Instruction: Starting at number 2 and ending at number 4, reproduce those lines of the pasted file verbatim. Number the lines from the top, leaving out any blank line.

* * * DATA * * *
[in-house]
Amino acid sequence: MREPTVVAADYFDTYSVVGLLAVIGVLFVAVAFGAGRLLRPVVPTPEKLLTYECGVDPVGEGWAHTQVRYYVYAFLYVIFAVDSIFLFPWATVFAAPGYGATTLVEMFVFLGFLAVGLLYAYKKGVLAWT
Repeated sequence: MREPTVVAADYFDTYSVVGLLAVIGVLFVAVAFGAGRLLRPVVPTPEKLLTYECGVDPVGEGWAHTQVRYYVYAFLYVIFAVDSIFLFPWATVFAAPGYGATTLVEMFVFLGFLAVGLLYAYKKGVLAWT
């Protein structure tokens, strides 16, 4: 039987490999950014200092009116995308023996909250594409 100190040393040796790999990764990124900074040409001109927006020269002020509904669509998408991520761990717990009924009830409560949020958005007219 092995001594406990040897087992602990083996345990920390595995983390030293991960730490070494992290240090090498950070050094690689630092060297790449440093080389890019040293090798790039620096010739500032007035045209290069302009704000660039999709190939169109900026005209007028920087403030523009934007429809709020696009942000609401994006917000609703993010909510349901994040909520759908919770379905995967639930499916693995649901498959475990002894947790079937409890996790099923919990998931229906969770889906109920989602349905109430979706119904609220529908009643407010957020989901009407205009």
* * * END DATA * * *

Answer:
Amino acid sequence: MREPTVVAADYFDTYSVVGLLAVIGVLFVAVAFGAGRLLRPVVPTPEKLLTYECGVDPVGEGWAHTQVRYYVYAFLYVIFAVDSIFLFPWATVFAAPGYGATTLVEMFVFLGFLAVGLLYAYKKGVLAWT
Repeated sequence: MREPTVVAADYFDTYSVVGLLAVIGVLFVAVAFGAGRLLRPVVPTPEKLLTYECGVDPVGEGWAHTQVRYYVYAFLYVIFAVDSIFLFPWATVFAAPGYGATTLVEMFVFLGFLAVGLLYAYKKGVLAWT
């Protein structure tokens, strides 16, 4: 039987490999950014200092009116995308023996909250594409 100190040393040796790999990764990124900074040409001109927006020269002020509904669509998408991520761990717990009924009830409560949020958005007219 092995001594406990040897087992602990083996345990920390595995983390030293991960730490070494992290240090090498950070050094690689630092060297790449440093080389890019040293090798790039620096010739500032007035045209290069302009704000660039999709190939169109900026005209007028920087403030523009934007429809709020696009942000609401994006917000609703993010909510349901994040909520759908919770379905995967639930499916693995649901498959475990002894947790079937409890996790099923919990998931229906969770889906109920989602349905109430979706119904609220529908009643407010957020989901009407205009």